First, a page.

'You have been a traitor all your life and now it must end,' Robin said. 'Lie there, good Sir Guy and spare me your curses. If you have had the worst strokes of my hand then you shall have the better cloth.'

Robin took off his cloth of green, threw it over Guy's body and dressed himself in Guy's own horsehide - top to toe: 'I'll also take your bow and arrows, and your little horn. Now back to Barnsdale to see how my men are faring.'

* * *

When Robin returned to Barnsdale, he found he had to rescue Little John from the Sheriff. Having left Robin in a huff, Little John returned to Barnsdale, to find his companions in a desperate plight. Two of them lay dead in the forest glade and Will Scarlet's feet were flying over the ground with the Sheriff and seven score of his men in hot pursuit.

'I'll get off one shot at least,' cried Little John. 'I'll bring gladness and joy to that last fellow who flies not quite so fast.'

Pulling his bow of yew back all ready to shoot, he cursed when it broke in two and fell at his feet: 'Wicked wood! What worth are you? You are my sorrow when you should be my help this day.'

Weak as the shot was, it struck William a Trent, one of the Sheriff's men, killing him. Better justice would have been served if William a Trent had hanged on the gallows rather than lie in the greenwood slain by an arrow.

With his bow now useless and since six men are stronger than three, Little John was seized by the Sheriff's men who bound him tightly to a tree. 'We'll drag you over dale and down and hang you high on a hill,' the Sheriff promised him.

'Sheriff, you may fail yet,' answered Little John, 'if it is God's will.'

At that moment Robin Hood returned to Barnsdale and setting Guy's horn to his lips, blew a loud blast. The sound carried to the Sheriff of Nottingham waiting at the bottom of the hill. 'Listen!' said the Sheriff. 'I hear good tidings. That is Sir Guy's horn which means that he has killed Robin Hood . . . and lo! here comes the mighty yeoman himself clad in his horse-hide. Come hither good Sir Guy, ask of me anything you wish!'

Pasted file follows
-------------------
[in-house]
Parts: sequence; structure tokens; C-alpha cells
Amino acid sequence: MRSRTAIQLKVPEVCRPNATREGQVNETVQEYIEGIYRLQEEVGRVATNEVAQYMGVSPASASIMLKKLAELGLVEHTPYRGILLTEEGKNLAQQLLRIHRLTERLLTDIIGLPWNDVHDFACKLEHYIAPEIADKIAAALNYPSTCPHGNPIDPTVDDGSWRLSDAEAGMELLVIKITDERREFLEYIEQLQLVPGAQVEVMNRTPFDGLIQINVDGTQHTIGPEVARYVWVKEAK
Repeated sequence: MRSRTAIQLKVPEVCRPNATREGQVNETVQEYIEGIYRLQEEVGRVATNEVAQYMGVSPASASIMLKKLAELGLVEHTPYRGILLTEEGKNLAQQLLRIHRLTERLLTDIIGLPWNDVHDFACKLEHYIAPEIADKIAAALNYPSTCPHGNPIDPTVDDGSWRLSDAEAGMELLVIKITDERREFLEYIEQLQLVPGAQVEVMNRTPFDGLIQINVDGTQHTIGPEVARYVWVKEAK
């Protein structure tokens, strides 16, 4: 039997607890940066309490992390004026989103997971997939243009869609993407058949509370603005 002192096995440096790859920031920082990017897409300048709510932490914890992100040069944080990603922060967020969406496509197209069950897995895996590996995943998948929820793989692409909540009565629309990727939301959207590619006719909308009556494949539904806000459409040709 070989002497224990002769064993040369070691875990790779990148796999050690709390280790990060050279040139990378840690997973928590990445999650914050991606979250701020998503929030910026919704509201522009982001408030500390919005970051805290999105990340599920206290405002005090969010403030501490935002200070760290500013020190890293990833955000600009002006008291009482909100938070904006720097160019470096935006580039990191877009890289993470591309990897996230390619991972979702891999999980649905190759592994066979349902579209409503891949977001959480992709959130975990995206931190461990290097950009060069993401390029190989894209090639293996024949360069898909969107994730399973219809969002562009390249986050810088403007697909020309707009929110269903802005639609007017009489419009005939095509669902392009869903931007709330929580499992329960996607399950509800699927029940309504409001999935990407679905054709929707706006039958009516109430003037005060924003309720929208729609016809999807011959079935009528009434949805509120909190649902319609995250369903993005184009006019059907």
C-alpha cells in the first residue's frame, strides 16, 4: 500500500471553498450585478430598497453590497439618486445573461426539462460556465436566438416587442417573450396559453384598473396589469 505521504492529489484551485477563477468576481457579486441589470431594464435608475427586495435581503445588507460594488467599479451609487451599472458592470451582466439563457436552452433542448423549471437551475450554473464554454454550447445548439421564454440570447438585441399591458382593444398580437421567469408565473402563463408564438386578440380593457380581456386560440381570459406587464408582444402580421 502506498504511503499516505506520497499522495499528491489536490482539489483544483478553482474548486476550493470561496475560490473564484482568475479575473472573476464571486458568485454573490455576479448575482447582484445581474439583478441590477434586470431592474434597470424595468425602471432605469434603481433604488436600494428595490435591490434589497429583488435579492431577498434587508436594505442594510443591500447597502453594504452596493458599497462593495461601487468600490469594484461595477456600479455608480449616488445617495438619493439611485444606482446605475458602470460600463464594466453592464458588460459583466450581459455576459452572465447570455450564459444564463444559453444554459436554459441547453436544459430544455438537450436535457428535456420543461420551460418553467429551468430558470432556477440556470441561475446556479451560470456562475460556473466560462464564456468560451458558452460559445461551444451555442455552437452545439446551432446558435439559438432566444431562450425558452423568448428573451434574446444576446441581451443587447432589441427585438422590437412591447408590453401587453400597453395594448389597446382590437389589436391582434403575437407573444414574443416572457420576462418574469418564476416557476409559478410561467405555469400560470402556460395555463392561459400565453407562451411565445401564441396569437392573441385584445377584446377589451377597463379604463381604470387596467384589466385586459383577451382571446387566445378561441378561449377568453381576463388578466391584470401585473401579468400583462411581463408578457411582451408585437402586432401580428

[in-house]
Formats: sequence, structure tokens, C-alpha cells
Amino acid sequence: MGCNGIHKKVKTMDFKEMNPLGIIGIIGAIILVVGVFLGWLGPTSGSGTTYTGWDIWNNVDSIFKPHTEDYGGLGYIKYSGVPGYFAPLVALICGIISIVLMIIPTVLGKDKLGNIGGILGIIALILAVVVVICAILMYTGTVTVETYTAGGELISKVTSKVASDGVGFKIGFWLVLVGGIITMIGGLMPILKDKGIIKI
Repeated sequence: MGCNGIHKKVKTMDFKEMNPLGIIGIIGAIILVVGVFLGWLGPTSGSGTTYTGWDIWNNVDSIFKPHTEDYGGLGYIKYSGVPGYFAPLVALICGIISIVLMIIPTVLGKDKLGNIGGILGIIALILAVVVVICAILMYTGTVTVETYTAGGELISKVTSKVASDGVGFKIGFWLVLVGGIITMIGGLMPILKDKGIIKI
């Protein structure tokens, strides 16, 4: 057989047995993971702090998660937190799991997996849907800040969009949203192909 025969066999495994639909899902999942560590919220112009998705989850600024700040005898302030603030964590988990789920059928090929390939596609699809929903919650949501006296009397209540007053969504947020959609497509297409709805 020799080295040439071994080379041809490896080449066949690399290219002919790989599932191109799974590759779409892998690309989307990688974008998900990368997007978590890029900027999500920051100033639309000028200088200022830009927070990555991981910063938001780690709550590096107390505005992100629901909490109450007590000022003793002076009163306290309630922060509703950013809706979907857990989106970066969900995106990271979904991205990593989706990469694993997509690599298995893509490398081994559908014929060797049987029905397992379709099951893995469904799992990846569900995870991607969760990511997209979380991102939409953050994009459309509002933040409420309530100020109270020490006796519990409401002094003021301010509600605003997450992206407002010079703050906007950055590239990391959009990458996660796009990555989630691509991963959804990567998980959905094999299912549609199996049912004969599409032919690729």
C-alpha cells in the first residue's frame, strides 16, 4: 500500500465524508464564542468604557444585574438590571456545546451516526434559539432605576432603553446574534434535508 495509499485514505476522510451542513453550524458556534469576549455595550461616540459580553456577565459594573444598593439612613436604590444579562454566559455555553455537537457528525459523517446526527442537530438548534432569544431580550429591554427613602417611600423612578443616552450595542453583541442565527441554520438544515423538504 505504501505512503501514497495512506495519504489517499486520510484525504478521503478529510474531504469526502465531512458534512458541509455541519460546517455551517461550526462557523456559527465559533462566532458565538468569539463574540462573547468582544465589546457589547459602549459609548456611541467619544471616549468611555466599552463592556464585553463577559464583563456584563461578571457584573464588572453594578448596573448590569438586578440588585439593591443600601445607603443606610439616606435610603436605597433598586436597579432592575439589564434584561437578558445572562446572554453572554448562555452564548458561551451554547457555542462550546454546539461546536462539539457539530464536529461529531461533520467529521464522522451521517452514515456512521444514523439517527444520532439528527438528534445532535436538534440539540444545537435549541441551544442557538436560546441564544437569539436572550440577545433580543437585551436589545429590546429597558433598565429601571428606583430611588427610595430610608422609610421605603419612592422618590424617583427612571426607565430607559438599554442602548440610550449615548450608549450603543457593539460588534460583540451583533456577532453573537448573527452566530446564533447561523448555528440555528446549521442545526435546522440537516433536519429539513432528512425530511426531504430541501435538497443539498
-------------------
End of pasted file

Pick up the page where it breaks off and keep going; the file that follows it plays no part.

'You can keep your gold,' answered Robin. 'Now that I have slain the master, all that I ask is to strike the knave. No other reward do I ask.'

The Sheriff looked surprised: 'You must be mad for a knight's reward was yours for the asking . . . but since your request is so foolish I will certainly grant it.'

Robin went toward Little John with his sword upraised. 'Confess your sins, for you are about to die!' Little John recognised his master's voice but the Sheriff and his men crowded round.

'Stand back! Stand back!' ordered Robin. 'Why are you all so close? Where I come from, we don't listen to other men's confessions.'

Quickly cutting Little John's hands and feet free with his Irish knife, Robin put Guy's bow into his hands, saying: 'Here is your salvation!'

Little John took the bow and arrows stained in blood. As soon as the Sheriff saw him draw back the bow with an arrow aimed right at him, he fled fast away towards his home in Nottingham. He could not run fast enough for fear of an arrow cleaving his heart in two. Nor could the rest of his men, not one able to face the deadly arrows from Little John.

Questions. Make sure you can answer these questions about what you just read:

  • what was Guy doing in the woods when he happened to run into Robin?
  • what clothing does Robin wear so that he will be recognized as Guy? how does Little John know it is Robin?
  • what does Robin (disguised as Guy) pretend to be doing when he releases Little John from his bonds?

Source: Author unknown. The Sherwood Times. Weblink.

Modern Languages / Anthropology 3043: Folklore & Mythology. Laura Gibbs, Ph.D. This work is licensed under a Creative Commons License. You must give the original author credit. You may not use this work for commercial purposes. If you alter, transform, or build upon this work, you may distribute the resulting work only under a license identical to this one.
Page last updated: October 9, 2004 12:52 PM